A speculation about Autism Spectrum Disorder – ASD
A disorder with respect to discourse and the here and now?
Some children with ASD have special difficulty with pronouns. The use of pronouns involves the situation of the utterance, their indexation, whether there is any shared reference, and the way they are integrated into a sentence.
If a pronoun has a possible antecedent, as in “The mouse ran into his hole before he looked back,” where the mouse is the antecedent of his and he, he may be the mouse, but not necessarily. This may be about more than one mouse. If we say, “He looked back before the mouse ran into his hole,” he can’t be the mouse. but his can refer to the house, or to the same individual as he, or to a third individual. This is part of what is known as a ‘binding relation‘.
This raises the question whether ASD might involve a failure with respect to any of this seemingly universal formal apparatus which has long been the topic of intense study.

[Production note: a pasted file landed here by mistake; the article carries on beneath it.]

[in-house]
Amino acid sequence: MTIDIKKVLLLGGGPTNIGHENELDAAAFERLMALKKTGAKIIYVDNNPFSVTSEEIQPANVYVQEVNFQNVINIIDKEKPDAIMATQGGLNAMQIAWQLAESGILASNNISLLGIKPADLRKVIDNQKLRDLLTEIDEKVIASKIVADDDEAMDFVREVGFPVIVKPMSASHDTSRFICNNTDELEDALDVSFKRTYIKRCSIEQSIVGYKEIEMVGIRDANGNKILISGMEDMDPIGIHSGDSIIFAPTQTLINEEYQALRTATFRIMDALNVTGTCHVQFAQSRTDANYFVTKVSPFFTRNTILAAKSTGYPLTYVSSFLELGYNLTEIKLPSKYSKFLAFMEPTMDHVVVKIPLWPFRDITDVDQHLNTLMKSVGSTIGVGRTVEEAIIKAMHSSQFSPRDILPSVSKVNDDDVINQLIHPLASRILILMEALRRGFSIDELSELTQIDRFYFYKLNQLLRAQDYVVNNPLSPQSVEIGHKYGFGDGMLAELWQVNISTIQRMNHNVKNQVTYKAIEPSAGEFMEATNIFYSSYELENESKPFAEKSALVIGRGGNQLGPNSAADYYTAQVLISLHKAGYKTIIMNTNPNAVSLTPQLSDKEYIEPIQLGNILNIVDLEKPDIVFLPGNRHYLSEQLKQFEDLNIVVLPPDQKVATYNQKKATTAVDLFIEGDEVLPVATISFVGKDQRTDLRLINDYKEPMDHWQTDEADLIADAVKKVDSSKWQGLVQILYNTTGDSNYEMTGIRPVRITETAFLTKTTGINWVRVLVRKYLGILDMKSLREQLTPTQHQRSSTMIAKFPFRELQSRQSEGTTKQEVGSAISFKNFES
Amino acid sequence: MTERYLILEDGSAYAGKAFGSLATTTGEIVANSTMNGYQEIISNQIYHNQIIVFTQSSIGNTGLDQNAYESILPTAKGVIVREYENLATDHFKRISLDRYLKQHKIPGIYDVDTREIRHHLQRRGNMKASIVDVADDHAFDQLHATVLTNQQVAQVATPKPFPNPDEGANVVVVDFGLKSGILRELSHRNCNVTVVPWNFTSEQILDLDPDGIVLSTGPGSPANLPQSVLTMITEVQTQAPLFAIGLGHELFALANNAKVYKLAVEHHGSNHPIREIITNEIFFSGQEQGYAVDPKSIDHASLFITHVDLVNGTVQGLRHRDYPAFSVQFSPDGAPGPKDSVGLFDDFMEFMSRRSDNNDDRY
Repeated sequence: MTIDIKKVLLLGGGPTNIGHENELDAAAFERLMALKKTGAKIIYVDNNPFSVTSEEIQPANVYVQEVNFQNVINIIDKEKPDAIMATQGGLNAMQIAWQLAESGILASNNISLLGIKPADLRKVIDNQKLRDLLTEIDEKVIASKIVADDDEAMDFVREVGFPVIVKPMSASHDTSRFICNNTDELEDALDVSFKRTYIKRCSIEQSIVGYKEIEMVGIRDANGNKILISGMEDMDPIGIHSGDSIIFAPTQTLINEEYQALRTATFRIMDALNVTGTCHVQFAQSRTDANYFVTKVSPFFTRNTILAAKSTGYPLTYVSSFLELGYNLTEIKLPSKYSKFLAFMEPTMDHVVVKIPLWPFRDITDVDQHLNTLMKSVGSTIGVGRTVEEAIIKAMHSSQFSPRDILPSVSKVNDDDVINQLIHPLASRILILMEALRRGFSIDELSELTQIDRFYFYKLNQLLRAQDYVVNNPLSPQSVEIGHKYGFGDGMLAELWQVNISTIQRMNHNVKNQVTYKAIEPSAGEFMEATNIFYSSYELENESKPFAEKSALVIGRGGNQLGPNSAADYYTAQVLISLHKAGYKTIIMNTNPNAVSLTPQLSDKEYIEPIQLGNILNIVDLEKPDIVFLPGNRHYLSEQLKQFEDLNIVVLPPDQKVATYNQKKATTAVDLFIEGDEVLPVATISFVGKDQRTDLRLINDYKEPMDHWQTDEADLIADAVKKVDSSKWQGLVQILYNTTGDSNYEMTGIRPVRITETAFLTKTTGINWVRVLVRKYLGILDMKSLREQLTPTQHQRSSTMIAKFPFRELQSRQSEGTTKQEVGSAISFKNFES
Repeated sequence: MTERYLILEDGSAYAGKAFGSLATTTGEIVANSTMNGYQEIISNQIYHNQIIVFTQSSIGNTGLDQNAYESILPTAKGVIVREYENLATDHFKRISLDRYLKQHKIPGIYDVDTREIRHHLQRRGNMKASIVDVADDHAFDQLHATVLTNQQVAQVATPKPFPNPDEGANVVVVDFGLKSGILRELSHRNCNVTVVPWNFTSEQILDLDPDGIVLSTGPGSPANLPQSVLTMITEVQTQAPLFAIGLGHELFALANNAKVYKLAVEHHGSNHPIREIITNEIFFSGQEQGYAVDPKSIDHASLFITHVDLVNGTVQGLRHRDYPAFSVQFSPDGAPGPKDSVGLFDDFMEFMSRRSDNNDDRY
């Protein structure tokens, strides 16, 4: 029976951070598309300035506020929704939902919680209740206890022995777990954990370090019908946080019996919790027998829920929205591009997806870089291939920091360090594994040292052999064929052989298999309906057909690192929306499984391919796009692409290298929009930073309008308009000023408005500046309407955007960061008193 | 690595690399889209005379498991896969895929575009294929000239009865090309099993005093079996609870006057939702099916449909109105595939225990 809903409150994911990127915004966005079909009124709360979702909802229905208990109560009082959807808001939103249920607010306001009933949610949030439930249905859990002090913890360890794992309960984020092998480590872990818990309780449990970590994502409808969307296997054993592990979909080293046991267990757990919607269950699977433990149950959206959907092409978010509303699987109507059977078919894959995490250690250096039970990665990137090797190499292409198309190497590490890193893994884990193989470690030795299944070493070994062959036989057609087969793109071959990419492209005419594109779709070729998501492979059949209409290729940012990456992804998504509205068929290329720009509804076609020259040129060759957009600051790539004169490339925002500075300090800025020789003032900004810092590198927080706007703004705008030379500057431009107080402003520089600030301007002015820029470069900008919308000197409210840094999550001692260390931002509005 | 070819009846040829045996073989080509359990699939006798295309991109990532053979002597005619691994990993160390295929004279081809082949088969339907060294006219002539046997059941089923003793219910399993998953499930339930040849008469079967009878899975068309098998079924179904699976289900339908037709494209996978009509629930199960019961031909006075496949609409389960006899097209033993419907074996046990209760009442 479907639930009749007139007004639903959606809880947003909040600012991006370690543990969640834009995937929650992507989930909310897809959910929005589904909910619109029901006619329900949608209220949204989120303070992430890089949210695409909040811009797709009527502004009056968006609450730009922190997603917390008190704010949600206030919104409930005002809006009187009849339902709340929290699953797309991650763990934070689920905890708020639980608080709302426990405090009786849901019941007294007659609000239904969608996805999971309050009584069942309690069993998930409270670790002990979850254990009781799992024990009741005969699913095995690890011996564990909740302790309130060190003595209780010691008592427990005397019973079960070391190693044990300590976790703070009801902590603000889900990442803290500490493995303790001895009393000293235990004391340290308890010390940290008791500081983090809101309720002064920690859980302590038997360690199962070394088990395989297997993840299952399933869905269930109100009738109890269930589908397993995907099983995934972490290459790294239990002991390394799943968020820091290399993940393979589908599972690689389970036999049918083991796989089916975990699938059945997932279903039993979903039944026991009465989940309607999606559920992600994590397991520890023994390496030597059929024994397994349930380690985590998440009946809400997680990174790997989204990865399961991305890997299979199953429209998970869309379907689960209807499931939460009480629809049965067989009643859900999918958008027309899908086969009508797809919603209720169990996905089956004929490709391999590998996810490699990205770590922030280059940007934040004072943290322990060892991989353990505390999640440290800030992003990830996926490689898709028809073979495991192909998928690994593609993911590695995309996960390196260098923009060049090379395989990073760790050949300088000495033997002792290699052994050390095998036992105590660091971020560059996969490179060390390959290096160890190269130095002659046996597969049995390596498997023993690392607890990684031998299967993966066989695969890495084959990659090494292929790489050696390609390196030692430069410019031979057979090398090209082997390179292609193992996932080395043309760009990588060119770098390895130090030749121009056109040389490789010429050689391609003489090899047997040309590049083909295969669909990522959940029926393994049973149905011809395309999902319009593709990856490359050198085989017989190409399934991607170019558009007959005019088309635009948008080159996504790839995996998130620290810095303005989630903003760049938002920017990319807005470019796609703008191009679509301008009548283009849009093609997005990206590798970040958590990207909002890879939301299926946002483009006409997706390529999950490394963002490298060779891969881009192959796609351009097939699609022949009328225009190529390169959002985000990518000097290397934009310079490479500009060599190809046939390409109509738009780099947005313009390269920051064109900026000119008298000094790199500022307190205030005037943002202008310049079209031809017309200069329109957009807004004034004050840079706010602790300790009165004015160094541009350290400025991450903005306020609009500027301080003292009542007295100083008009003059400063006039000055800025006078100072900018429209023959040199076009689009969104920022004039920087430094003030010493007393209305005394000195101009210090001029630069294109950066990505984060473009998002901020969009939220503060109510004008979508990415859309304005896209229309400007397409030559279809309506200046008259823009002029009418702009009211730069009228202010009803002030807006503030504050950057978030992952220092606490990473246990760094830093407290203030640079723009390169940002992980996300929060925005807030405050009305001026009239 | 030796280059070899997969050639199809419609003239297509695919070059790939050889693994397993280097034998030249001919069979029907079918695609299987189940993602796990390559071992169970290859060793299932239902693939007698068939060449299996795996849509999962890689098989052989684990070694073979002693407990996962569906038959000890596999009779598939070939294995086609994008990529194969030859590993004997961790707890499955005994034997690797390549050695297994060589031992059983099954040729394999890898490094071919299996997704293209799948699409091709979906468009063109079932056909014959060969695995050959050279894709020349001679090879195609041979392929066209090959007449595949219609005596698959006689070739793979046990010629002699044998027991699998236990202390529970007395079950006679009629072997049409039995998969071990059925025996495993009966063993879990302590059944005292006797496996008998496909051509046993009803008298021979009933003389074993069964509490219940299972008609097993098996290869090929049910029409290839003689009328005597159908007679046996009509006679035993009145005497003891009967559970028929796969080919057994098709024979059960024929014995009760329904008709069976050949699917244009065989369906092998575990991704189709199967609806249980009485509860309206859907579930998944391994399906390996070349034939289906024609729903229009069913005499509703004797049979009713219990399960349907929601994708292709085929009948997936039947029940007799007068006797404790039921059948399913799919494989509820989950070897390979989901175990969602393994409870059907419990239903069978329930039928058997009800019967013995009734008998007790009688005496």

Carol Chomsky (1967) plotted the gradual understanding of binding relations in normally developing children from 5 to 10. They are complex, subtle, and difficult.
Long before this understanding starts to develop, children are using pronouns, but without a full understanding of binding relations.
Pronouns thus relate syntax, semantics, aspects of the discourse, and ‘pragmatics’ or the exigences of what John Langshaw Austen (1957) famously called ‘Doing things with Words’. It may be that some individuals fail to inherit at least some part of this complex apparatus. This would be expected to compromise everyday interaction – with serious consequences for the individual.
What would be the direction of causality here? Would the social aspects of ASD obstruct the development of the pragmatic apparatus? Or the other way round? I leave this as an open question.